Kaptain Kanudia talks hand position.
Swinging a fly is a simple technique – when it’s done right. But, in truth, there’s also a lot that can go wrong and harm your chances of finding success.
We’ll launch the first instructional episode of the Bruce Kruk series next week, Aug. 11.
If we have an anchor that is pointing towards our target and provides the proper amount of water tension (e.g. our leader or sink tip laying flat on the water), it guarantees we have our hands in an acceptable position to make a forward cast …
I’m a firm believer in simplifying processes. First understand what we are trying to accomplish in simple terms and then break it down into steps that will get us there. Learning to spey cast is no different. While you certainly can make it as complicated as you want, for me, keeping it as simple as […]
I’ve had the privilege of teaching several hundred new Spey casters over the last decade, and during that time I’ve had the opportunity to observe ways in which the new caster can start off on the wrong or right foot.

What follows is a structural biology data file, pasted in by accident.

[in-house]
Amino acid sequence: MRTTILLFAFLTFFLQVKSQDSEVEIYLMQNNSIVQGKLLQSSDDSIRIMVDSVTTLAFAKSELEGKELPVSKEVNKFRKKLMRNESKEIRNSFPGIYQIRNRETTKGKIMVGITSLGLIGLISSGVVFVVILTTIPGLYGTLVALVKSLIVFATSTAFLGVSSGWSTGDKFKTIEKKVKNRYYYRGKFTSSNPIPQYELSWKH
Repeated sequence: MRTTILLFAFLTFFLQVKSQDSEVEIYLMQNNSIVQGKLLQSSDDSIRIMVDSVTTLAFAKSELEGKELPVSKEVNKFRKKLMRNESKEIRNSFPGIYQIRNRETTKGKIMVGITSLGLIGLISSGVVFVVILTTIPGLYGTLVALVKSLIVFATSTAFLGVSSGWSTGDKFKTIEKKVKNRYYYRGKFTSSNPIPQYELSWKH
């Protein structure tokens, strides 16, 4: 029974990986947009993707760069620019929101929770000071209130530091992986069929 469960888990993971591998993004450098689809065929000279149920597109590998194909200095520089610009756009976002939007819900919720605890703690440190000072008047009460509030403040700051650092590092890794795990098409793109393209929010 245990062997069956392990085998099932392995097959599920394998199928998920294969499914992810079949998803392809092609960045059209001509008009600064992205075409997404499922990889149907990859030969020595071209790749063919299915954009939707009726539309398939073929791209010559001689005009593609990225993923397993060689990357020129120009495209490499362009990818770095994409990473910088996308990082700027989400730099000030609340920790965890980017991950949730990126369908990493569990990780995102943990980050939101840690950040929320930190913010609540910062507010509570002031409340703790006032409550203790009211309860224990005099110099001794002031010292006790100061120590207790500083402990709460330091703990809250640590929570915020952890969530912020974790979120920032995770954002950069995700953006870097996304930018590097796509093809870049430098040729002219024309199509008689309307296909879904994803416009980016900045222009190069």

Understanding basic Spey casting terminology will ease your learning process.
As two-handed Spey casting has exploded in popularity over the last 20 years so, too, has the technology available in the manufacture of two-handed (Spey) rods. This allowed for the development of lighter, more limber rods making two-hand rods no longer restricted in use to larger game fish. Today, “Trout Spey,” is all the […]
When selecting your first equipment it is best to consult your local Spey shop. Below is some terminology so you have a little background knowledge of what you’re going to need. Equipment Terminology Spey Rod -designed for Spey casting. They can range from about 11′ up to over 20′! They feature a top and bottom grip to […]
Often referred to as the “traditional wet fly swing,” the basic technique is really pretty simple
Spey casting is a fly casting technique dating back hundreds of years, originating in Scotland. It is in particular associated with its namesake river, the River Spey.